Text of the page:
Cooperative vehicle technology is the next big challenge for automotive electronics and ITS. Improving transportation efficiency and safety through vehicle to vehicle (V2V) and vehicle to infrastructure (V2I) communication promises to transform our transport systems.
The cooperative vehicle infrastructure system (CVIS), an integrated R&D project co-funded with a budget of over €40m by the European Union under the ICT (Information and Communication Technologies), organised an innovation contest in 2009 to highlight the CVIS concept to the ITS community. The award was won by Sweden’s Halmstad University, which designed an intelligent pedestrian safety system whereby the vehicle informs the intelligent intersection when the driver is assessed as behaving unpredictably. Warnings are sent to the pedestrian and driver through displays in the car, mobile phone or by an alteration of traffic light phases. The application will be demonstrated on test beds all over Europe in Germany, France, Italy, Sweden, the Netherlands and Belgium.
Sustainable systems in South Africa
Where clean tech and transport management systems are high on the transport investment agenda for the US, Britain and Europe, others, such as South Africa ($0.1bn clean tech investment in 2009), are still developing and collaborating with international partners to produce sustainable systems and policies vital for economic and environmental progress.
To enable the implementation of sustainable systems and policies in Africa, the University of York’s Stockholm Environment Institute, along with the European branch of the Institute for Transportation and Development Policy, are leading an international initiative to tackle problems such as congestion, air pollution and road safety through a network called TEST (transport and environment – science technology).
“The aim is to increase capacity of African researchers to provide the evidence base for informed policy decisions on transport and environment, as well as raise the profile of transport and environment issues in each partner country,” says TEST network coordinator Dr Gary Haq. “Road safety, traffic congestion, urban air pollution, road maintenance, accessibility and mobility problems are key challenges in Africa. Transport policies that deliver sustainable cities, healthy citizens, development and poverty eradication are urgently needed.”
African partners include the Universidade Eduardo Mondlane (Mozambique), Ardhi University (Tanzania), Makerere University (Uganda), University of Zimbabwe (Zimbabwe), University of Zambia (Zambia) and the University of Cape Town’s Centre for Transport Studies (South Africa).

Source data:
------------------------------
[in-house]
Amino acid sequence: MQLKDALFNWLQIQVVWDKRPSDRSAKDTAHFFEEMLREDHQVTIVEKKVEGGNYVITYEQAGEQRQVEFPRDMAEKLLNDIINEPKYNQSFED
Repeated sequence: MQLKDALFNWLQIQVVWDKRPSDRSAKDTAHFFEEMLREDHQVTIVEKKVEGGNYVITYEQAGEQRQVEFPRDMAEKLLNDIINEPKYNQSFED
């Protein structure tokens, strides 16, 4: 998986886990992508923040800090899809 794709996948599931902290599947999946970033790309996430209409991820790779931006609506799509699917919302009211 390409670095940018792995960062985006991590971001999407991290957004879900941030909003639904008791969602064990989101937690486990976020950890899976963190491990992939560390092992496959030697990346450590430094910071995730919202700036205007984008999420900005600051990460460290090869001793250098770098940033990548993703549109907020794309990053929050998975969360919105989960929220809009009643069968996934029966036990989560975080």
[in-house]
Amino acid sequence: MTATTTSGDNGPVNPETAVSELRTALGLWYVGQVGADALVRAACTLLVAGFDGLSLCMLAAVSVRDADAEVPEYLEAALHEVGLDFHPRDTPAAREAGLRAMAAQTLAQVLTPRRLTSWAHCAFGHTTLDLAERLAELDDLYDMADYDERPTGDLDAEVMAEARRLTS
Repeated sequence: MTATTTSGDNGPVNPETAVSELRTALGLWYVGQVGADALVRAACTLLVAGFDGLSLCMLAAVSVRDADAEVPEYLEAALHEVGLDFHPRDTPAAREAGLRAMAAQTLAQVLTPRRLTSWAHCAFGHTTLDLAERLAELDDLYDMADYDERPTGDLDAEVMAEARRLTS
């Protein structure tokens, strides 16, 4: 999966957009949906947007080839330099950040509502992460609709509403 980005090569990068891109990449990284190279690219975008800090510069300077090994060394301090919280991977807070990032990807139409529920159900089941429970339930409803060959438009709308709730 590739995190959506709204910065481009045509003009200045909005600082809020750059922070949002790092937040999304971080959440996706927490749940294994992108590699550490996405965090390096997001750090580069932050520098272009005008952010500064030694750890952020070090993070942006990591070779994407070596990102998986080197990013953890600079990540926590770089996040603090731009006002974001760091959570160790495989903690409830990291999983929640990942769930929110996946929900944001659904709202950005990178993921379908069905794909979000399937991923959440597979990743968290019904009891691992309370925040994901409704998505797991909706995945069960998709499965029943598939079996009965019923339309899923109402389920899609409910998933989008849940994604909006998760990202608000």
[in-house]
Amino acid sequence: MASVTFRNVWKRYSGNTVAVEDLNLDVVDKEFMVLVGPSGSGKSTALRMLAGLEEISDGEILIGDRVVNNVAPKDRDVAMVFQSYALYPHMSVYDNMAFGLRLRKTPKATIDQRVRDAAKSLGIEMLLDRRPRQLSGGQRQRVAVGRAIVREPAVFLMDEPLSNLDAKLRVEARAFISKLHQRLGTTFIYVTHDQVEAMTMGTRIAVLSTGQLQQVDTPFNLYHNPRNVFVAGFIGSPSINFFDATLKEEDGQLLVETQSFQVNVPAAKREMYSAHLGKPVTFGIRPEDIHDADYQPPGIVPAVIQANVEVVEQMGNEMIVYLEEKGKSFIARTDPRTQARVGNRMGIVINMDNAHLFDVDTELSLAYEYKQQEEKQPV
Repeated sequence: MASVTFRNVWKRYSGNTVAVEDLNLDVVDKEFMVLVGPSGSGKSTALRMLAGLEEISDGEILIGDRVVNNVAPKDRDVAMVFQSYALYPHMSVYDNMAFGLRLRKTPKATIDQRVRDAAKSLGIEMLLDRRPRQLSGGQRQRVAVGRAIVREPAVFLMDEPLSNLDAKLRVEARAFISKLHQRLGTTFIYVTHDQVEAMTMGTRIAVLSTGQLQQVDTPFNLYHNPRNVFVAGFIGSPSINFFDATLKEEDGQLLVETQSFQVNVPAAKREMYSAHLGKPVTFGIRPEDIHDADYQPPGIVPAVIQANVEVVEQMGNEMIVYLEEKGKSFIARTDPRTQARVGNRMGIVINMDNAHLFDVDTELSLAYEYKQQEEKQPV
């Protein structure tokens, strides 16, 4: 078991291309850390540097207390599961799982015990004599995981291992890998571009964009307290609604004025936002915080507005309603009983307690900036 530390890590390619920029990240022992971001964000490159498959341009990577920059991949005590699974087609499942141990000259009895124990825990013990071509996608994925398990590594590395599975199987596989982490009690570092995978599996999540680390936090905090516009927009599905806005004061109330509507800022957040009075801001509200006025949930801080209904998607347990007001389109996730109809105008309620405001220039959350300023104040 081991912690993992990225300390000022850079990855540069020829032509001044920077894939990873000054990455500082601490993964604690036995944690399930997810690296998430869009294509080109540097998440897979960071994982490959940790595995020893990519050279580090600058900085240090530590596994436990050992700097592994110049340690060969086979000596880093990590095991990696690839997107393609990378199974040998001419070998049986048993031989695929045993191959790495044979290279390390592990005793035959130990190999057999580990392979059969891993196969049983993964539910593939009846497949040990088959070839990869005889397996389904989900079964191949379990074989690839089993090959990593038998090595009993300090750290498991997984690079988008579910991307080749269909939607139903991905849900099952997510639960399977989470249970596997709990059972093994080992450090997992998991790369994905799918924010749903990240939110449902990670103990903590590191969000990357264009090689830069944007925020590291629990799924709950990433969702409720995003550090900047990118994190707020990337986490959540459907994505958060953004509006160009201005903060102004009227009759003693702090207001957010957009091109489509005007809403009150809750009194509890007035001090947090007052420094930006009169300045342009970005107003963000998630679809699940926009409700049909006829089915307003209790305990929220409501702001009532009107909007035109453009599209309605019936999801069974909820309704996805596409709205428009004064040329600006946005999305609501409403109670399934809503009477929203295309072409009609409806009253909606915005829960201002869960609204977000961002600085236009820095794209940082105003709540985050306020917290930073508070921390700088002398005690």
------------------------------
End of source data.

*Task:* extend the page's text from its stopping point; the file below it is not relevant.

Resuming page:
The University of Cape Town (UCT) is currently funded in a six-year programme by the Volvo Research and Educational Foundation to identify intelligent transport systems that will improve public transport service levels. Fleet management, navigation systems, electronic ticketing, automatic vehicle identification and real-time information are some of the areas undergoing analysis.
“The largest benefits, with regards to improving the service level of public transport in Cape Town, are expected from public transport prioritisation,” says Roger Behrens, director at UCT’s Centre for Transport Studies. “This can be done, for example, via the adaptation of traffic signals and the provision of special lanes.”
Marianne Vanderschuren, project leader for the university’s ITS projects, is keen to run tests, particularly on public transport so South Africa’s transport information needs can be addressed specifically rather than deploying US and UK-developed systems. “I want to look at how different we are in South Africa compared to the UK and continent, particularly from a language and education level point of view as that question hasn’t been answered,” says Vanderschuren. “The general trend is to copy systems from overseas and I don’t think that’s appropriate here.”
With clean tech and transport management technology impacting both developed and developing countries, into what areas is transport technology heading for the future and what’s the best way to discover effective technologies? “Multimodal safe and partly automated traffic systems are one answer to the needs of future traffic,” says Stiller. “Universities are intensely involved in the research into both these areas. However, for the sake of deployment, more projects including joint university and industrial research are needed.”